Provide Consistent and Loving Care

The following is a condensed version of this Principle. If you have questions about this Principle or how to apply it to your family situation, please contact an API Leader near you or post your comments and questions to API's forums.

Babies and young children have an intense need for the physical presence of a consistent, loving, responsive caregiver: ideally a parent. Daily care and playful, loving interactions build strong bonds. By providing consistent, loving care from early infancy, parents strengthen their relationship with their child and build a healthy attachment. If neither parent can be a full-time caregiver, then a child needs someone who is not only consistent and loving, but has formed a bond with them and consciously provides care in a way that strengthens the attachment relationship.

Create Schedules with Baby in Mind

  • Instead of trying to fit baby into the existing pre-baby schedule, come up with creative ways to design new routines that include the baby
  • Consider taking a sleeping baby along on date night, getting exercise by taking walks with baby in a sling, taking a trusted caregiver along for long evenings or special events, and working with employers to create a schedule that maximizes both parents' time with their child

Practical Tips for Short Separations

  • Use a trusted caregiver to whom the child is attached and who supports API's Eight Principles of Attachment Parenting
  • Respect the child's feelings and follow his lead about his readiness to separate, using creativity to avoid unnecessary anxious experiences
  • Accept that even older children have occasional difficulties with separation
  • Avoid using shame, fear, threats or intimidation to force the separation, or to attempt to prevent children from crying about it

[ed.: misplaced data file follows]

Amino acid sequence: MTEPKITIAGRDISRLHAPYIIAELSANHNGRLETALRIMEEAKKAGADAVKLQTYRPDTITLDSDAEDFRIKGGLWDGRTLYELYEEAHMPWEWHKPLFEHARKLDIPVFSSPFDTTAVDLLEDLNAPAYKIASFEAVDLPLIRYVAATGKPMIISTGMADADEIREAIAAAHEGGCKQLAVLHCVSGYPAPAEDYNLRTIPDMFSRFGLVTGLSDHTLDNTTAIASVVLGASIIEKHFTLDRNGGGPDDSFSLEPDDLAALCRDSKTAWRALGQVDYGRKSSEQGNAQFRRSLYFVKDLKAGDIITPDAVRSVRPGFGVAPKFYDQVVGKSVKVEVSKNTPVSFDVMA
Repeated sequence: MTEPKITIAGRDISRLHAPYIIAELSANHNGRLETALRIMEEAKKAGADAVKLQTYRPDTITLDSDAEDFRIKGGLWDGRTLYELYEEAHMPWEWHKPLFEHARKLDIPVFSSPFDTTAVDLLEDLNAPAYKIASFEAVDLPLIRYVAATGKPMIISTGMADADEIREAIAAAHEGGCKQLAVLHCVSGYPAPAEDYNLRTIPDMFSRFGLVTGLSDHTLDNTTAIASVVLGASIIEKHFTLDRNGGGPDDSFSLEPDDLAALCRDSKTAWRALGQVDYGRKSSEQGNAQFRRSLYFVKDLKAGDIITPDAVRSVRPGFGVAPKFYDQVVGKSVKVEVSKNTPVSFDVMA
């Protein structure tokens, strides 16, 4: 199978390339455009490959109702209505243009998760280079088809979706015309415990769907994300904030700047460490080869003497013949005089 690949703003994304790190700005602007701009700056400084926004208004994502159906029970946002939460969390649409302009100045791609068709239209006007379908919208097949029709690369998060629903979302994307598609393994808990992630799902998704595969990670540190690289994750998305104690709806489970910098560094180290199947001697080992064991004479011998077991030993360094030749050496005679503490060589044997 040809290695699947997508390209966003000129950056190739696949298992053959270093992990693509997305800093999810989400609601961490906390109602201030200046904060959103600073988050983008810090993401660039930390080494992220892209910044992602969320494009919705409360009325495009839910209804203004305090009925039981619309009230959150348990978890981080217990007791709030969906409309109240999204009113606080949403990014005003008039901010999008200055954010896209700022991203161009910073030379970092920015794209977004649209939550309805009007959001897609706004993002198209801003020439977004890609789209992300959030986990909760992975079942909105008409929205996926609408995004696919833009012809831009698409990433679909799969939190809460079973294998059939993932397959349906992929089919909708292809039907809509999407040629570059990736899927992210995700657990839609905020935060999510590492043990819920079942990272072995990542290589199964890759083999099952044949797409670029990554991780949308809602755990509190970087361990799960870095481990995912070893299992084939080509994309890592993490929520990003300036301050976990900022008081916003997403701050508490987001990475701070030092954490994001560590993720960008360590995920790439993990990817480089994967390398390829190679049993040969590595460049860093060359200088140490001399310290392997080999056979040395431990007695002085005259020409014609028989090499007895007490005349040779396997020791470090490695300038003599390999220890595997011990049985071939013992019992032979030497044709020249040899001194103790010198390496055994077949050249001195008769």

• It is critically important that parents who are separated from their children spend very focused and intentional time reconnecting with their child after separation
  • Different children are ready for separation at different ages, but research shows separations of longer than two nights can be very difficult for children under the age of three
  • Daycare situations that exceed twenty hours a week can be extremely stressful and detrimental to the long-term health of children under the age of thirty months. In-home care, either by a trusted caregiver or parent, is preferable

Working and Alternate Caregivers

  • Explore a variety of economic and work arrangement options to permit your child to be cared for by one or both parents at all times
  • It is extremely important to have continuity of care with a consistent, loving, caregiver
  • Parents should expect and encourage their child to form an attachment to the caregiver
  • Frequent turnover of caregivers can be very damaging to the attachment process
  • Make the transition to a caregiver well in advance of any separation so that it is a gradual process and is comfortable for the child
  • Minimizing the number of hours in non-parental care as much as possible provides the best opportunity for a child to build secure attachments with parents
  • Holding and cuddling helps parents and babies reconnect after being apart. Include the child in day-to-day tasks, and spend non-work time with family
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